In September, friend and EFF co-founder John Perry Barlow was arrested at the San Francisco Airport and charged with the misdemeanor possession of controlled substances that had allegedly been discovered during a search of his checked baggage. He was requested to get off the plane (which was about to take off) by an attendant, who escorted him to the baggage claim area.
He led me to an office in the baggage claim area that was thicker with cops than some banana republics. They greeted me with same distaste they'd likely have shown an actual terrorist and treated me accordingly for the remainder of that very long day. On the counter lay small quantities of marijuana (for which I have a physician's recommendation), mushrooms, and ketamine that had allegedly been encountered in my suitcase. That the total volume of this prize was significantly more compact than the amount of high explosive necessary to endanger an aircraft, and indeed, insufficient to merit a felony charge on any count, didn't matter to them. They clearly regarded me as a threat to public safety. When I pointed out to the officials that they only had authority to search for threats to the aircraft, one of them, a bug-eyed, crew-cutted troglodyte, declared that, if I had taken any of these substances, then I would have endangered Flight 310. That such an obviously ungifted person was capable of so imaginative a conceptual leap remains a marvel to me.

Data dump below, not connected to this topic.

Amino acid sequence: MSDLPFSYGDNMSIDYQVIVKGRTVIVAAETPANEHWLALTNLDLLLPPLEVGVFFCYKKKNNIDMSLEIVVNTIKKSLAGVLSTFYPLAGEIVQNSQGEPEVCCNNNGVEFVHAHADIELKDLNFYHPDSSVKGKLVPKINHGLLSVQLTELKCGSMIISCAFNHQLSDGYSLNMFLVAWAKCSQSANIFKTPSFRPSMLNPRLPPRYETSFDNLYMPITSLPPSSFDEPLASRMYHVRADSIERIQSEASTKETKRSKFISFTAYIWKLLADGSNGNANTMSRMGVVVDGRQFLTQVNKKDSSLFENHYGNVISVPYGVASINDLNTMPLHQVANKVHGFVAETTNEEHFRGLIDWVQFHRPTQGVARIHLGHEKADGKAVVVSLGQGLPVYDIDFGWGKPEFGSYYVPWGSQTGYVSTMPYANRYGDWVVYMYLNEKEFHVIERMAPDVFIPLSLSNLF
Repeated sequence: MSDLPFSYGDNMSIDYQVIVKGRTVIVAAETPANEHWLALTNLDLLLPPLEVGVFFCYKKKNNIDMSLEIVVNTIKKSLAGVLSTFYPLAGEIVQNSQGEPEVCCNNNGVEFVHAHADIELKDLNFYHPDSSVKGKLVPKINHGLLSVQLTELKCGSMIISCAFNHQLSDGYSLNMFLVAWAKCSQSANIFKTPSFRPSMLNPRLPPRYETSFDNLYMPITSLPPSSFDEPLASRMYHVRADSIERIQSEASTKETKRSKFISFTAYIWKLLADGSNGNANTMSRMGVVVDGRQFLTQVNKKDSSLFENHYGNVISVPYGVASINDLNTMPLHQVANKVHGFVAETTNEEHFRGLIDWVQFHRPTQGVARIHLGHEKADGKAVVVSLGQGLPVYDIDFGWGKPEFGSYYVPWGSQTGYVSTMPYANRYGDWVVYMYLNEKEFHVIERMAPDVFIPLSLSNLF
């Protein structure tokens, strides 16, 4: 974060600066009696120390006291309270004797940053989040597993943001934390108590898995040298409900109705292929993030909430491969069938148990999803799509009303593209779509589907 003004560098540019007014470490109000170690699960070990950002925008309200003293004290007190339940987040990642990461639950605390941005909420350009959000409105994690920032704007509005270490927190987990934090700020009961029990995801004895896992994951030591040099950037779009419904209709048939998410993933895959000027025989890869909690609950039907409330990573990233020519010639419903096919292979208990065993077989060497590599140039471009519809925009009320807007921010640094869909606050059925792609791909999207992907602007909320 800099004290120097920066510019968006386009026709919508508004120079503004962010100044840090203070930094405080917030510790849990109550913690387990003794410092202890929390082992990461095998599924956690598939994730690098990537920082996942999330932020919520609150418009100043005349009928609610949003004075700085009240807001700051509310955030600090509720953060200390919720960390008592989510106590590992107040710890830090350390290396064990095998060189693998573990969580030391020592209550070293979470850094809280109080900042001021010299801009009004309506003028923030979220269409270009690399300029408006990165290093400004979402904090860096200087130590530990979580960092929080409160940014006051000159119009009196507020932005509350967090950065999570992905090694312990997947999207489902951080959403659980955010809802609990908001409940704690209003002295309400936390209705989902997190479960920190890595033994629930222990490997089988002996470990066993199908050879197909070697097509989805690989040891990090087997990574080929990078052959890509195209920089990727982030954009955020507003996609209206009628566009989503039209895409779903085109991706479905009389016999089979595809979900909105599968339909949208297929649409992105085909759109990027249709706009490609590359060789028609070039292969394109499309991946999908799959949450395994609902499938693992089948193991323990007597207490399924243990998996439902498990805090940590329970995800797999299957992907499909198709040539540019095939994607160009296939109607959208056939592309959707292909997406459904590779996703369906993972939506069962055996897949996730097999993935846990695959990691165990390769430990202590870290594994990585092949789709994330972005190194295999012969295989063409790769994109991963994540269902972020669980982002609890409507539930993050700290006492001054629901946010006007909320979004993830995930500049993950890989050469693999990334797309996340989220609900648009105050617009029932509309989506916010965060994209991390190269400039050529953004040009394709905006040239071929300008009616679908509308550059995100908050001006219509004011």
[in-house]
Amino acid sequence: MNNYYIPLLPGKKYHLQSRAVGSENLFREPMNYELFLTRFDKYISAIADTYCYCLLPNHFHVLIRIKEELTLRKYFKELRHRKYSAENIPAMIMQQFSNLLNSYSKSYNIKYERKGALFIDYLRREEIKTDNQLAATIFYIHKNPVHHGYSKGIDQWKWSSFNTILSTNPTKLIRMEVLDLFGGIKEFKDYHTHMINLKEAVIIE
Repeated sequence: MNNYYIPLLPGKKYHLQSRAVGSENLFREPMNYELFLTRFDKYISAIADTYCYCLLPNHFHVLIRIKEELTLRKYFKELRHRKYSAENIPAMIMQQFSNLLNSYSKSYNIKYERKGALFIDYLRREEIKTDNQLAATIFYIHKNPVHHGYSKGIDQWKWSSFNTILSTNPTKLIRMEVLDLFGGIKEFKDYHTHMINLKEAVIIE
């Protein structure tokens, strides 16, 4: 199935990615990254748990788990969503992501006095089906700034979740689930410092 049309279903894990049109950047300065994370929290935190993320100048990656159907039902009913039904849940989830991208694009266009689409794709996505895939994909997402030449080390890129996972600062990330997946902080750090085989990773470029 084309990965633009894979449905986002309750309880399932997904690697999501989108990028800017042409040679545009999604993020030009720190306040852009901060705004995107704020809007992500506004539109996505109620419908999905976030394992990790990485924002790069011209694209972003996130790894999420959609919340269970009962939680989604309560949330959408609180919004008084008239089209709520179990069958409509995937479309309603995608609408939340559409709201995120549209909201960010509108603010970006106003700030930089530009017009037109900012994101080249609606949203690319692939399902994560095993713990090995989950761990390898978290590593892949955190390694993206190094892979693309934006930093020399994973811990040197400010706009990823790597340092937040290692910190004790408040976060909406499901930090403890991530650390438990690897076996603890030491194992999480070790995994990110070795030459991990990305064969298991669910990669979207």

After spending the day locked up in the Redwood City jail, Barlow was bailed out by another EFF co-founder, John Gilmore, who put up the $25,000 in cash to spring Barlow. It's a good thing that Barlow has Gilmore on his side, because Gilmore is a wealthy civil libertarian who has been fighting his own battle against creepy secret airport security laws.
We then set about to mount what appears to be the first serious contest of TSA's routinely over-broad searches of checked bags. Apparently, everyone else who has been arrested as a consequences of these inspections, and there have been many, has pled guilty rather than face the cost and trouble of mounting a constitutional defense.
I might have done so myself had it not been for Gilmore's willingness to support the handsome cost of my defense. That, and the recognition that unconstitutional behavior by the authorities is constrained only by the peoples' willingness to contest them. Liberty is preserved not only on the battlefield. More often, it is preserved on the streets, by people who know their rights and refuse to forfeit them at the time of arrest. Failing that, as I did, it is preserved in court. Fortunately, precedent appears to be on my side. The controlling Ninth Circuit case in such matters is US v. Davis (482 F.2d 893) which authorizes warrantless airport searches only for the purpose of detecting weapons and explosives.
The full story on Barlow's blog is worth reading. Good luck John and John!